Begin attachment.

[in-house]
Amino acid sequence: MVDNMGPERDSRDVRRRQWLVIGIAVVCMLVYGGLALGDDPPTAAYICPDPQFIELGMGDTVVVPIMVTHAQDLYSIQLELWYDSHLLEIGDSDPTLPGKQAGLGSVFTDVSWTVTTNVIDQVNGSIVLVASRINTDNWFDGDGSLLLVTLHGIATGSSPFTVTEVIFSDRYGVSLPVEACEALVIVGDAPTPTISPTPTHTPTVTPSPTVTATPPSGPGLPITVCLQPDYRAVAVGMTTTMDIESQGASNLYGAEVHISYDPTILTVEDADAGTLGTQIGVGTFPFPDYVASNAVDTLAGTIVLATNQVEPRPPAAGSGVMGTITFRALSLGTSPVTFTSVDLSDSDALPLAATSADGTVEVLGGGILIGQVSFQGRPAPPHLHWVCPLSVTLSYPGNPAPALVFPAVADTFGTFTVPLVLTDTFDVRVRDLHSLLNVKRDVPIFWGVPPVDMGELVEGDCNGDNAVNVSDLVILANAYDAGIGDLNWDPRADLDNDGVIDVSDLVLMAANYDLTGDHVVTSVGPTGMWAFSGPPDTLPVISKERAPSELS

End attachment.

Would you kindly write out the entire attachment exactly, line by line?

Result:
[in-house]
Amino acid sequence: MVDNMGPERDSRDVRRRQWLVIGIAVVCMLVYGGLALGDDPPTAAYICPDPQFIELGMGDTVVVPIMVTHAQDLYSIQLELWYDSHLLEIGDSDPTLPGKQAGLGSVFTDVSWTVTTNVIDQVNGSIVLVASRINTDNWFDGDGSLLLVTLHGIATGSSPFTVTEVIFSDRYGVSLPVEACEALVIVGDAPTPTISPTPTHTPTVTPSPTVTATPPSGPGLPITVCLQPDYRAVAVGMTTTMDIESQGASNLYGAEVHISYDPTILTVEDADAGTLGTQIGVGTFPFPDYVASNAVDTLAGTIVLATNQVEPRPPAAGSGVMGTITFRALSLGTSPVTFTSVDLSDSDALPLAATSADGTVEVLGGGILIGQVSFQGRPAPPHLHWVCPLSVTLSYPGNPAPALVFPAVADTFGTFTVPLVLTDTFDVRVRDLHSLLNVKRDVPIFWGVPPVDMGELVEGDCNGDNAVNVSDLVILANAYDAGIGDLNWDPRADLDNDGVIDVSDLVLMAANYDLTGDHVVTSVGPTGMWAFSGPPDTLPVISKERAPSELS